Honey has been found to be useful for people who suffer from seasonal allergies. Research from Xavier University in New Orleans, USA, supports the benefits of consuming locally sourced raw honey for the treatment of seasonal allergies due to pollen. Consuming one teaspoon of raw honey daily was found to slowly build up tolerance to pollens, which helped reduce the severity of allergy symptoms.

Raw honey can also be beneficial for improving gut health as it contains high amounts of prebiotics, which feed beneficial gut bacteria to help them grow and flourish.

If honey is sourced straight from the beehive and is completely unprocessed, it contains a number of other healthful elements such as bee pollen and bee propolis that give honey additional health benefits. Bee pollen and bee propolis (a sticky substance that holds beehives together) have been found to have antioxidant, anti-inflammatory, antibacterial and anti-cancerous properties.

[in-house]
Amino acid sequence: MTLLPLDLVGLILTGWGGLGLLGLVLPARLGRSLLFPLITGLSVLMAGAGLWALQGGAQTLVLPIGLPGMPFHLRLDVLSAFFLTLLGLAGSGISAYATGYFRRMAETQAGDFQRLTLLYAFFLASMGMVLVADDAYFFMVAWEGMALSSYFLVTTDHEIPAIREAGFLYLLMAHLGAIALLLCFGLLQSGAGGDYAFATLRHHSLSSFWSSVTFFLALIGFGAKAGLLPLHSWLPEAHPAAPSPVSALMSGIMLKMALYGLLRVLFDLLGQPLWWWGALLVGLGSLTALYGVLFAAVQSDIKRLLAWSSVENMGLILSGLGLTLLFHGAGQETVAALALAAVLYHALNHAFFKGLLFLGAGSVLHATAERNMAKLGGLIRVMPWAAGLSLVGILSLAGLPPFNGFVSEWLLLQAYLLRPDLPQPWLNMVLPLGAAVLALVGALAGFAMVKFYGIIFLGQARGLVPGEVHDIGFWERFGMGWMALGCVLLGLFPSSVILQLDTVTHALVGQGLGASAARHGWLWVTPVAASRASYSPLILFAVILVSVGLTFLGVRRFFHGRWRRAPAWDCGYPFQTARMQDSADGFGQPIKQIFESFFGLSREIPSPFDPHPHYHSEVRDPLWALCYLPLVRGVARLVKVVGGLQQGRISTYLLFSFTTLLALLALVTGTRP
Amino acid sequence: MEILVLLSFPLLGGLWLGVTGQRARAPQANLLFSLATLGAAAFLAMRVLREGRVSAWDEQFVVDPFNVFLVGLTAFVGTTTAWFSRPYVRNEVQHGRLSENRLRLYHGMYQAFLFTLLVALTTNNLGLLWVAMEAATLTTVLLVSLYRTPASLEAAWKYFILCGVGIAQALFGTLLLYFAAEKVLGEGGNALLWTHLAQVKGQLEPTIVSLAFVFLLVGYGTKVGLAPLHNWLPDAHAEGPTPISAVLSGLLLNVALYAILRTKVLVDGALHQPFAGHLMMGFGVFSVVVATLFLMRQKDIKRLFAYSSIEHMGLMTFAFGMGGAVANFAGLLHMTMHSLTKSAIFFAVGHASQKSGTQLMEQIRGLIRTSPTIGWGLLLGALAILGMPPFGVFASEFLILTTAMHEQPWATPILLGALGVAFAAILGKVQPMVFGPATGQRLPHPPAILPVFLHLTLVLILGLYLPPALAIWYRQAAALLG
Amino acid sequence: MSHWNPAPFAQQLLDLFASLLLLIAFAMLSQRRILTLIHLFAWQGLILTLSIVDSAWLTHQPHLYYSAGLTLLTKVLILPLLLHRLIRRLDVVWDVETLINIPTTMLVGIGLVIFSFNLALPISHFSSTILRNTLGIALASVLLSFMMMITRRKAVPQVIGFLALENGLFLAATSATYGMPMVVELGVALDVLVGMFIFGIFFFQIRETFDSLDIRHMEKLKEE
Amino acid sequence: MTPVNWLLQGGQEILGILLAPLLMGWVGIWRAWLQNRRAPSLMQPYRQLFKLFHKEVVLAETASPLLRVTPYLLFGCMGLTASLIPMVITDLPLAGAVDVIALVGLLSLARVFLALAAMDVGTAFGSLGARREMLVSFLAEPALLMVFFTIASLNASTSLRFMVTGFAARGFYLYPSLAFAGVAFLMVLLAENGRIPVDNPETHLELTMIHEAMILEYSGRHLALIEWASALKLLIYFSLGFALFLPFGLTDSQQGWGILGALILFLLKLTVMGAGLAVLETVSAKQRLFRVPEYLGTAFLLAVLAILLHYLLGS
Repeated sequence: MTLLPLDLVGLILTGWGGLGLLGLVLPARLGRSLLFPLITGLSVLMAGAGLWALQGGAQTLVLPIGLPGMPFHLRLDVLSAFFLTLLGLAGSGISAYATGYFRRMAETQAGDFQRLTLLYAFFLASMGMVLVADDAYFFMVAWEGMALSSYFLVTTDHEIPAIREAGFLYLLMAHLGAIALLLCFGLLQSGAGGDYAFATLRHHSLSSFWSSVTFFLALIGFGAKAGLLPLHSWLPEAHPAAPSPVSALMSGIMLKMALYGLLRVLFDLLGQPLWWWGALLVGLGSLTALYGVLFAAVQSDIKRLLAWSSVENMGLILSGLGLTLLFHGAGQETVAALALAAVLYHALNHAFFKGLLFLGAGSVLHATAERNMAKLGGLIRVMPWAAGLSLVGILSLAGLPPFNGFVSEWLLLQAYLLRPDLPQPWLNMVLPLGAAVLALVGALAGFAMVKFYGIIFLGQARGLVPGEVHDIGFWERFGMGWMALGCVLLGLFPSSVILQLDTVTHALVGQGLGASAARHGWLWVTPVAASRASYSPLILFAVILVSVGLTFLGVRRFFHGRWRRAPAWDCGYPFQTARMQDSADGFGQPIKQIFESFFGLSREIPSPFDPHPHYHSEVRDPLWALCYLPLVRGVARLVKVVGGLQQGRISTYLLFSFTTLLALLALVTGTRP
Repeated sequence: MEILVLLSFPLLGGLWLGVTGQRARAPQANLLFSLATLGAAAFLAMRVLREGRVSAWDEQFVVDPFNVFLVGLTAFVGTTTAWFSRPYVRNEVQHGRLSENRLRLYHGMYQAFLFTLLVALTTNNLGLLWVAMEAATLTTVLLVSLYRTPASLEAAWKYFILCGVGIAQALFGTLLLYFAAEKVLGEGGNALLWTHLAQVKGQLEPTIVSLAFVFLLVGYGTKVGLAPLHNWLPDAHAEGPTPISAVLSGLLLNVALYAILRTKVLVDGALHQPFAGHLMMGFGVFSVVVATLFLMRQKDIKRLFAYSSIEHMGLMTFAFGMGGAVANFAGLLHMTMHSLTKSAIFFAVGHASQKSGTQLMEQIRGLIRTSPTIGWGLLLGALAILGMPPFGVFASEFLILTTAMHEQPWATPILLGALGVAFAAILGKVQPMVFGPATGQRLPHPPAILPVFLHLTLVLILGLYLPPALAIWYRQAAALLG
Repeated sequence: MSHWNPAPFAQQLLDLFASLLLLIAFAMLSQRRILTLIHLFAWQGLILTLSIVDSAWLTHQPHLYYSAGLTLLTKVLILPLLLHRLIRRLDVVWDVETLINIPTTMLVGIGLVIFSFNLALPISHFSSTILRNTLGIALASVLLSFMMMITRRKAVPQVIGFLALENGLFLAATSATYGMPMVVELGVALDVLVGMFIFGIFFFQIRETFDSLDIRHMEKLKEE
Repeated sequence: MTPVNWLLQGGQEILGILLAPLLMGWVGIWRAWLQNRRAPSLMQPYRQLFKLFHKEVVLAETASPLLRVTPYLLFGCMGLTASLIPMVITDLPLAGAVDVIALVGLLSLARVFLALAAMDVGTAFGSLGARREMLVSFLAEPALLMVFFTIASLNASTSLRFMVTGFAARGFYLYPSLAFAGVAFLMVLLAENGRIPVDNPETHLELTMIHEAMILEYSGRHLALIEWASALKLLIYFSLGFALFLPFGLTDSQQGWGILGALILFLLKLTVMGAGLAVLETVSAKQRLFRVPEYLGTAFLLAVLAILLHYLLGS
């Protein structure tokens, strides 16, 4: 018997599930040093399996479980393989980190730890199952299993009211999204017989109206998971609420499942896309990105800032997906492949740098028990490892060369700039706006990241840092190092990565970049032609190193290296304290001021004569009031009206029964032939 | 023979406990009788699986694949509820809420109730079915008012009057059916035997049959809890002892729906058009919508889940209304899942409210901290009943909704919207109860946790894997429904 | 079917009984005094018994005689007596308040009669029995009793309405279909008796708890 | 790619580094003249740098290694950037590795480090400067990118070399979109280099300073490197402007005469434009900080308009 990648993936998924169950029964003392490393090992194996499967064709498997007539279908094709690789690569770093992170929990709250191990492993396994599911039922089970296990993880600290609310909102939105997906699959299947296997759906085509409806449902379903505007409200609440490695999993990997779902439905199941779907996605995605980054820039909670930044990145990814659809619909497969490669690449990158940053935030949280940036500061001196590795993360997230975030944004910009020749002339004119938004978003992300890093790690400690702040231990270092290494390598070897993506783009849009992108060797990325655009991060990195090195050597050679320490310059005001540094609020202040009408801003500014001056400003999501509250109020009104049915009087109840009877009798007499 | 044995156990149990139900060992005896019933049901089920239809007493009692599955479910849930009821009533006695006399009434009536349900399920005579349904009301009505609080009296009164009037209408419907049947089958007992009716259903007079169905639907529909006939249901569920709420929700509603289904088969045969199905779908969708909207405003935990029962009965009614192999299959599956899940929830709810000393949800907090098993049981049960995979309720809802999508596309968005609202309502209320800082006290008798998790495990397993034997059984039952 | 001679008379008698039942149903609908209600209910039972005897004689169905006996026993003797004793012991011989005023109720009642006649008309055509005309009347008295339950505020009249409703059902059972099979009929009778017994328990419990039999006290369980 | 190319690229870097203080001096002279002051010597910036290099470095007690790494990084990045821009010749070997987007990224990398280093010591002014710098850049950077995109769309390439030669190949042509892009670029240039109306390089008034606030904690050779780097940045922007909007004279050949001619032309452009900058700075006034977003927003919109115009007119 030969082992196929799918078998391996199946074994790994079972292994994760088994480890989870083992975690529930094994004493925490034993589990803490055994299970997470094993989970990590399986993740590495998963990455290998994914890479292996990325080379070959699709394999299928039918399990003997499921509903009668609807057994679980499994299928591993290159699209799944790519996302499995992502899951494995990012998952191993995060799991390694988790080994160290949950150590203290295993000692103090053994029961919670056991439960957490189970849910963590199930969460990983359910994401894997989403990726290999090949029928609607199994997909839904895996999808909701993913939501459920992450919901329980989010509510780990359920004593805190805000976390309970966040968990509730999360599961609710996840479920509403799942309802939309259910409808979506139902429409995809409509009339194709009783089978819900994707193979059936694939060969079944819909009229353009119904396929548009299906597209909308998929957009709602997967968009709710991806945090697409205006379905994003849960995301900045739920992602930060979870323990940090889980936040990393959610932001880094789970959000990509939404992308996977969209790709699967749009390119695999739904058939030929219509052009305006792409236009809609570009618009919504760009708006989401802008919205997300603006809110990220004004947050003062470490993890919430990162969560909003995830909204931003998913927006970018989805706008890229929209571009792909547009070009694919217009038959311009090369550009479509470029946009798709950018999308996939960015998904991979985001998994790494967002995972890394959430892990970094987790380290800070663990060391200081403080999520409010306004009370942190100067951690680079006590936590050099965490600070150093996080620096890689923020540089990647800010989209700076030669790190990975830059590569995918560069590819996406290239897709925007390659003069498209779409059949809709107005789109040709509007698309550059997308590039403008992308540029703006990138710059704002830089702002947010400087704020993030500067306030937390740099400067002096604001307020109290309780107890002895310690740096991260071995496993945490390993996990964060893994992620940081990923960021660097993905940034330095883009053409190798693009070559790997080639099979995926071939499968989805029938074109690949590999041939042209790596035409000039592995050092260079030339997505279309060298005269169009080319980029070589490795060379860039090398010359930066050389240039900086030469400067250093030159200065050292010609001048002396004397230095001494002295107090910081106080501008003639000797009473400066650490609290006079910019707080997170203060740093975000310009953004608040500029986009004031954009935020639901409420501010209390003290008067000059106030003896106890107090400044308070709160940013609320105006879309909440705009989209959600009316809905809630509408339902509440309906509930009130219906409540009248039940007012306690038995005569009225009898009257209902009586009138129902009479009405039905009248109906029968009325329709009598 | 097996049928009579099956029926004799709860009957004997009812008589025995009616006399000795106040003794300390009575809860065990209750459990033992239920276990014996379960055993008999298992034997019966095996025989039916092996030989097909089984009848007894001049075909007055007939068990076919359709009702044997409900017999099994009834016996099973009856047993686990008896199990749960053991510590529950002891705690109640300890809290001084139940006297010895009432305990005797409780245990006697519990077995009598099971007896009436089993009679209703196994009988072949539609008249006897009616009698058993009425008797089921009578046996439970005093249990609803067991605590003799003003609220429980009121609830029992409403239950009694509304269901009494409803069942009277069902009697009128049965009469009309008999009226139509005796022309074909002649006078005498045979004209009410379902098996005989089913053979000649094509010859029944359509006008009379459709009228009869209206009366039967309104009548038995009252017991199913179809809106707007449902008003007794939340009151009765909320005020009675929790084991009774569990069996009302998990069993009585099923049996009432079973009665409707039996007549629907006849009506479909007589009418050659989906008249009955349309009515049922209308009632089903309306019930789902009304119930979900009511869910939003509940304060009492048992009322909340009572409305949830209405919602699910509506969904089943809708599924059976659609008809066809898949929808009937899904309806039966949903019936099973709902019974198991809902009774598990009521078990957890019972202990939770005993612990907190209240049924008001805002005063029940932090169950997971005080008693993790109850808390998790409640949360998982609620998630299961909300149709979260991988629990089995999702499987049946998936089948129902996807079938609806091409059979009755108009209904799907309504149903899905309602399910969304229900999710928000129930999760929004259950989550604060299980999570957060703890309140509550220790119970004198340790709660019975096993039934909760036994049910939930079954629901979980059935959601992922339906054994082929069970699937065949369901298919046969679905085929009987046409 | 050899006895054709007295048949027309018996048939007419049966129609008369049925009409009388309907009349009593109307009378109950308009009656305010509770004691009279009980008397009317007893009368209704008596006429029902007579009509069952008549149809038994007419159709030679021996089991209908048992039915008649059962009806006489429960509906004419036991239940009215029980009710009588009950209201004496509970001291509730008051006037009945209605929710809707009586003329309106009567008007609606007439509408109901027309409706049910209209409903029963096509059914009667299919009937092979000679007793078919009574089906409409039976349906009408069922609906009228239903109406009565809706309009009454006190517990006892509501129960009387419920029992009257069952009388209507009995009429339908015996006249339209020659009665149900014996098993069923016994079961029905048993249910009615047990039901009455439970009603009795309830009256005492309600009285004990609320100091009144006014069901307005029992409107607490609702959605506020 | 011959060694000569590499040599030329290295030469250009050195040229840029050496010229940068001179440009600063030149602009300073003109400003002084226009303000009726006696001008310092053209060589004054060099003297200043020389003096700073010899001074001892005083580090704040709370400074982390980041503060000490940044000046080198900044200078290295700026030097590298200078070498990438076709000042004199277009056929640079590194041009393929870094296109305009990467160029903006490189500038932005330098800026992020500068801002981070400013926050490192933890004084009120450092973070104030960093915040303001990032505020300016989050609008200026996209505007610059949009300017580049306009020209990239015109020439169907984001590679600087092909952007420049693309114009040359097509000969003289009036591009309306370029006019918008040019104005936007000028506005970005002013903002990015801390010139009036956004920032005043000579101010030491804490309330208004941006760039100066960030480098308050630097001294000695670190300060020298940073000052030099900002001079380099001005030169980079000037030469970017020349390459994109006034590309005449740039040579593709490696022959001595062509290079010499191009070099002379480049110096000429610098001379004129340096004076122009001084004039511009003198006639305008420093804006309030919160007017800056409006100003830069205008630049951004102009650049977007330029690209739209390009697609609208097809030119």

Varieties of honey

There is a wide variety of different types of honey available at grocers and local growers’ markets. Depending on where the honey is from and the type of flowers the bees visit, it will give the honey a unique flavour and colour. Honeybees are clever, when they visit a patch of mixed flowers, the scout bee leaves behind a special perfume so all of the worker bees will know to only collect nectar from that one type of flower. It takes 300 bees around three weeks to gather 450g of honey. Each bee can visit thousands of blossoms every day, busily collecting nectar and pollen for food and for making honey. In the process, bees perform the vital service of pollinating our fruit and vegetables, producing plants.

Australia has the widest variety of honey flavours and colours of any country due to the large range of flowers that grow here. Some popular varieties include blue gum, Karri, yellow box, stringy bark, ti-tree, white clover and leatherwood.